Question about setting up individual logins per database or logins which can access multiple databases


We are setting up local sql server logins on a server that has multiple databases and have the situation where a piece of software will need to connect to more than one database, so I'm looking for some advice on which approach is better:

Simplifying our dilema, let's assume we have 1 application, 1 server, 2 databases on it:


  1. Create a single APP_RW login which can be mapped to 2 databases.

  2. Create 2 logins APP_DB1_RW and APP_DB2_RW, each of which is mapped to 1 database.

SQL Server allows both methods and there are obvious pro's and con's...application login's are simpler by having 1 account, small possibility of updating the wrong database table if tables are named identically in both databases.

I just wondered what the general best practice is?

I don't know what would be considered "best practice". But we have a great lead engineer, and he insists on using #2 exclusively. I'm a DBA, but it doesn't really matter to me.

This is a common situation in my company and the way we handle it:
App1 manages (INSERT, UPDATE, DELETE, indexes, sp's , UDF's, ...) dB1 and only reads from dB 2 (SELECT).
App2 manages (INSERT, UPDATE, DELETE, indexes, sp's , UDF's, ...) dB2.

We give db_owner rights to app1 on dB1 and db_owner rights to app2 on dB2.
We give additional db_datareader rights to app1 on dB2.

Normally you don't want two codes to manage the same data container. A data container could be a table or a whole database (dB).
A solution is that both apps use the same class to manage (change) data in a table,
or you don't allow "any other app" to change anything in the dB they don't manage.

A good solution, is to create some views in dB2 for other apps. Those other apps get read-only rights on those views.

I don't know if this is similar to your situation.

I try to make logins map to applications. So if you have one application, it would get the permissions it needs to run and nothing else would use that login. A second application would get its own login and a different set of permissions.

That makes it easy to review what permissions applications need (for me and auditors). It makes it easy to reset passwords since they are used in hopefully very few places.

And I prefer domain accounts to local SQL Server logins but it sounds like that isn't an option.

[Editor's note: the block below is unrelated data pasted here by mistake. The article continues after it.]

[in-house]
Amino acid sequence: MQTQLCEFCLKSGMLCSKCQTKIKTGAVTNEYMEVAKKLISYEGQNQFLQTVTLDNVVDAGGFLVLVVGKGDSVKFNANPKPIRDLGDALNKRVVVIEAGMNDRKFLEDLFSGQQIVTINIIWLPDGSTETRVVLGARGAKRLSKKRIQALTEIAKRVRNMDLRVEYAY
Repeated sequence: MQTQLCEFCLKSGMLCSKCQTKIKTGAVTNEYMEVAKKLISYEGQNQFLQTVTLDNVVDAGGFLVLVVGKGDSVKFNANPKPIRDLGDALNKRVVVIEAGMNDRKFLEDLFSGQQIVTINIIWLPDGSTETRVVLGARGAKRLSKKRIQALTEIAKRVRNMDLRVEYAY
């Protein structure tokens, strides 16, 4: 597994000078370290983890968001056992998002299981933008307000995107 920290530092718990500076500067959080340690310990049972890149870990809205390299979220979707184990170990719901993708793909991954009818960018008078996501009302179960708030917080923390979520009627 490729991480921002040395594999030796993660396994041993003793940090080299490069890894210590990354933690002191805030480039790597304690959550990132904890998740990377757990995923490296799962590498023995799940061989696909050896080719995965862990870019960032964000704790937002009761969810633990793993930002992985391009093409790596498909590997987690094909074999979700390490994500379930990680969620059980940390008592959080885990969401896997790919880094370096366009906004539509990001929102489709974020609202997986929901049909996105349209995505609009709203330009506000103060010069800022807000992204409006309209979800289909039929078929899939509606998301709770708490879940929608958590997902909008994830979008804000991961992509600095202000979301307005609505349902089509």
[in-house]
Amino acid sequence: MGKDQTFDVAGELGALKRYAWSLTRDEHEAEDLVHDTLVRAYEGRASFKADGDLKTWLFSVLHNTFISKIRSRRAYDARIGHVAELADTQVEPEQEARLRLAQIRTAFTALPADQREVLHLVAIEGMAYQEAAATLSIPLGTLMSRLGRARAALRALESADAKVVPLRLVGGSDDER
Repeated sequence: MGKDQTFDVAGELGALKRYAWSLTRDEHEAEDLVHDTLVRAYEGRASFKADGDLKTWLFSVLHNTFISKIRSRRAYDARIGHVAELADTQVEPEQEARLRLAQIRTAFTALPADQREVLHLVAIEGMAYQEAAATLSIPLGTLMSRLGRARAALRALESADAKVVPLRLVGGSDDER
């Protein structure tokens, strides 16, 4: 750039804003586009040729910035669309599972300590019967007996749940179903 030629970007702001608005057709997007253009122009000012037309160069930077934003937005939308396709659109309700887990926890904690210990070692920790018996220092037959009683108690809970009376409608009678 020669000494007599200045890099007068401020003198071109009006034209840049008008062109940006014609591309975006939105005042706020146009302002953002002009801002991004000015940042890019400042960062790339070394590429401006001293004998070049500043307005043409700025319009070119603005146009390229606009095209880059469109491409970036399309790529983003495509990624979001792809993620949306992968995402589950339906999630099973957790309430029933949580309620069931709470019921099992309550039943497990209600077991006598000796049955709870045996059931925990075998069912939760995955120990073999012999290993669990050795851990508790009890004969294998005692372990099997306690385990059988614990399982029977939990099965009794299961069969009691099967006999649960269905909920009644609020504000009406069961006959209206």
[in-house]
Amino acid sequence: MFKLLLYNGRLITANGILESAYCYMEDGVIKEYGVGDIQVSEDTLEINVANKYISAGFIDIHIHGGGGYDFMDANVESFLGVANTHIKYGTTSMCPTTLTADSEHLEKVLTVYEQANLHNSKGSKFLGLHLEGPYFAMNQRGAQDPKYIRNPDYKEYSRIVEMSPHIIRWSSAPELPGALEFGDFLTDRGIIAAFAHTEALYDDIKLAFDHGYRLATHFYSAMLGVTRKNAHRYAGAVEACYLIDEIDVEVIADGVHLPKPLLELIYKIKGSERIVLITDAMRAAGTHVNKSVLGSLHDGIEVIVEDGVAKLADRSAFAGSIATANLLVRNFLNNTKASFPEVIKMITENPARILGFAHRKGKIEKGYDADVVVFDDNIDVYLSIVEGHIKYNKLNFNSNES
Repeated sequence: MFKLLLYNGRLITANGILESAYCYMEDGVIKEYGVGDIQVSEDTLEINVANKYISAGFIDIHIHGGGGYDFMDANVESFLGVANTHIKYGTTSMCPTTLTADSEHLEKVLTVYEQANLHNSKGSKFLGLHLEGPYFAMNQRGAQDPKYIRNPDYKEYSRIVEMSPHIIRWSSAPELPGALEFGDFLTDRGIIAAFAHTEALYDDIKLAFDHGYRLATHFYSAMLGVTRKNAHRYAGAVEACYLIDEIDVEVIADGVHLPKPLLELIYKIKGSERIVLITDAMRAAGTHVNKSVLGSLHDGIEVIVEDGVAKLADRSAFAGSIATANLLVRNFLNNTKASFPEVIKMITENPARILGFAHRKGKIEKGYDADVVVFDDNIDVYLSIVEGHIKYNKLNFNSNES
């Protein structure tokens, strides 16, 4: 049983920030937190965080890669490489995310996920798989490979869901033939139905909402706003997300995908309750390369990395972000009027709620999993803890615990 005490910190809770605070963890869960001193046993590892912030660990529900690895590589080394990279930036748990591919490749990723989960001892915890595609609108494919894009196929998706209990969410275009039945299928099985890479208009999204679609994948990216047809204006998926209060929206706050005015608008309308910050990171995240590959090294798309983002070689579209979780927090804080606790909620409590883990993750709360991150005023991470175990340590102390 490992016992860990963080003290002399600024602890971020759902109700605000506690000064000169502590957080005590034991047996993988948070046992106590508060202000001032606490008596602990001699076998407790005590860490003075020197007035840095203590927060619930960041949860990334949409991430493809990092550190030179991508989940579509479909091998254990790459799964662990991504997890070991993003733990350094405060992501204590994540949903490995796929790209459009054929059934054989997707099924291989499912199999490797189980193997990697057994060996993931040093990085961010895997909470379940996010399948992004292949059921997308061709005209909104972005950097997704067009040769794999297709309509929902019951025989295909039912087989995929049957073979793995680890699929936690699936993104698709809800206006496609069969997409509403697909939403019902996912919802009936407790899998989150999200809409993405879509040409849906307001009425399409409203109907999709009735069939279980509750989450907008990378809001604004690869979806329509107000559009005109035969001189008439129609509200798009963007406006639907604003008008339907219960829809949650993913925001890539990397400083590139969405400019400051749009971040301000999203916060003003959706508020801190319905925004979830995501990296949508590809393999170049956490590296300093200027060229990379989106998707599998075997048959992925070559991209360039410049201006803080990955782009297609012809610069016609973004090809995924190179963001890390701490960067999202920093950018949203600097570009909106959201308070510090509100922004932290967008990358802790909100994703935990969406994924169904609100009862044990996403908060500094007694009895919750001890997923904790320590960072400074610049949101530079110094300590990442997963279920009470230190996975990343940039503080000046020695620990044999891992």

I'm curious about your question about updating the wrong database. Is this a multi-tenant situation?

No, you should never give dbo rights to an app account/login. It never needs them (except perhaps during the installation.) Dbo could allow someone to drop the db or a add a rogue account.

We did have one situation where they (their deploy package) unintentionally dropped their own database. I'm not a DBA, just the guy that doesn't run away screaming when someone needs a backup or an account.

db_owner was a fast way for me to give them all the rights to create/drop/redesign tables, indexes, UDF's, SP's, INSERT/UPDATE/SELECT/DELETE...

What rights do you give the developers?

Do they deploy sql artifacts? Or you have other deployment mechanism?

They develop in Ruby on Rails. Changes to the database happen trough migrate scripts.

And who runs those scripts on the dev environment?

The programmes. They all use the same account (db_owner).
The DevOp runs those scripts on the ACC and PRD dB. Each dB (DEV, ACC, PRD) has its own account/password.

So devs know this user/password (sql or active directory?) log in as that user and deploy the scripts?

The developers know the account/pwd of the DEV database.It's a SQL Server login/user.

That's a different approach than what I am used to. All devs in dev environment have either permission to dev server or we use a Ci/cd deploy process once they submit their code to a source control such as gitlab.

But also we have some devs with sql server installed locally where they can test the deployment. Nothing is pushed to dev server that does not work on local sql server

Great, thanks for the replies.

Sounds like it should be individual User ID / Password for each database rather than having a single User ID which has access to both.

No dbo privs will be given to accounts the developers use apps they need for that.

The example I was thinking of has DB1 with transactional tables in it and DB2 being a reporting database with data loaded from DB1 and transformed into dimension/fact tables via an overnight load process...occasionally tables are named the same in both databases so I was being cautious, maybe over cautious, but I’d rather we get the design right now than have to restore data in the future!

Even if you are going to have one user mapped to both the databases, you still have the option to grant permissions separately to individual databases.
So, security is still intact with one user for multiple databases.

In a data warehouse scenario table naming convention standard best practice is DimCompanies FactSales. Why do you have some table named the same in oltp and OLAP db?

True, and the dimxx,factxx tables are in place in our reporting database, however there are the odd few same named tables. I think the safest approach will be to have separate credentials for each database to rule out the possibility.

You can have an "employee", "sale", "shop", "client", ... table in every one of the100+ databases in your company without any problem. There is absolutely no need to give each of your tables a unique name across all your databases. A unique name within each database is all you need.

A data warehouse database will of course have its own naming conventions, that will most likely differ from the naming conventions of OLTP databases.